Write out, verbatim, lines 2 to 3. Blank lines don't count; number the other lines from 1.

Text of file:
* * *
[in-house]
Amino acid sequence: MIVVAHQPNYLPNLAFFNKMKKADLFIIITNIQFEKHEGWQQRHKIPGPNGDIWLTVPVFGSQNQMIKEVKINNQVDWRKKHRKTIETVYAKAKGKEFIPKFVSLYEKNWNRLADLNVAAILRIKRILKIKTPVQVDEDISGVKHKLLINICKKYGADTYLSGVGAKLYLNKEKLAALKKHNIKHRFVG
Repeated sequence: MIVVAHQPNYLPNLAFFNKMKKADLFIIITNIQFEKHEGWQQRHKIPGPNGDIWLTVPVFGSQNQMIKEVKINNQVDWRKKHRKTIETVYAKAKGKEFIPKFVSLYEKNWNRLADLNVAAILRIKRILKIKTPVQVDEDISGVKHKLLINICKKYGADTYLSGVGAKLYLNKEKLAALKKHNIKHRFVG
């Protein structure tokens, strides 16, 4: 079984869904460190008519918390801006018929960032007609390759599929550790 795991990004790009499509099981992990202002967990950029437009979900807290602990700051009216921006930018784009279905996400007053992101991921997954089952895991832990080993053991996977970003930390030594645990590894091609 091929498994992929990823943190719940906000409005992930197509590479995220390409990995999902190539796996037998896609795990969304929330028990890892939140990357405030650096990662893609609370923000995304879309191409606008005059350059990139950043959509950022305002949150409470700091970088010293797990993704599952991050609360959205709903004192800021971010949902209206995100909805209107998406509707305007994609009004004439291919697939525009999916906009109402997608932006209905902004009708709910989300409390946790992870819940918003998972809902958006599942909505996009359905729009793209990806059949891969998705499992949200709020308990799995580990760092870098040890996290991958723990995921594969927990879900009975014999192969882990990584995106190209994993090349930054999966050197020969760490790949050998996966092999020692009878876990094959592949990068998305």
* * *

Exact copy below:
Amino acid sequence: MIVVAHQPNYLPNLAFFNKMKKADLFIIITNIQFEKHEGWQQRHKIPGPNGDIWLTVPVFGSQNQMIKEVKINNQVDWRKKHRKTIETVYAKAKGKEFIPKFVSLYEKNWNRLADLNVAAILRIKRILKIKTPVQVDEDISGVKHKLLINICKKYGADTYLSGVGAKLYLNKEKLAALKKHNIKHRFVG
Repeated sequence: MIVVAHQPNYLPNLAFFNKMKKADLFIIITNIQFEKHEGWQQRHKIPGPNGDIWLTVPVFGSQNQMIKEVKINNQVDWRKKHRKTIETVYAKAKGKEFIPKFVSLYEKNWNRLADLNVAAILRIKRILKIKTPVQVDEDISGVKHKLLINICKKYGADTYLSGVGAKLYLNKEKLAALKKHNIKHRFVG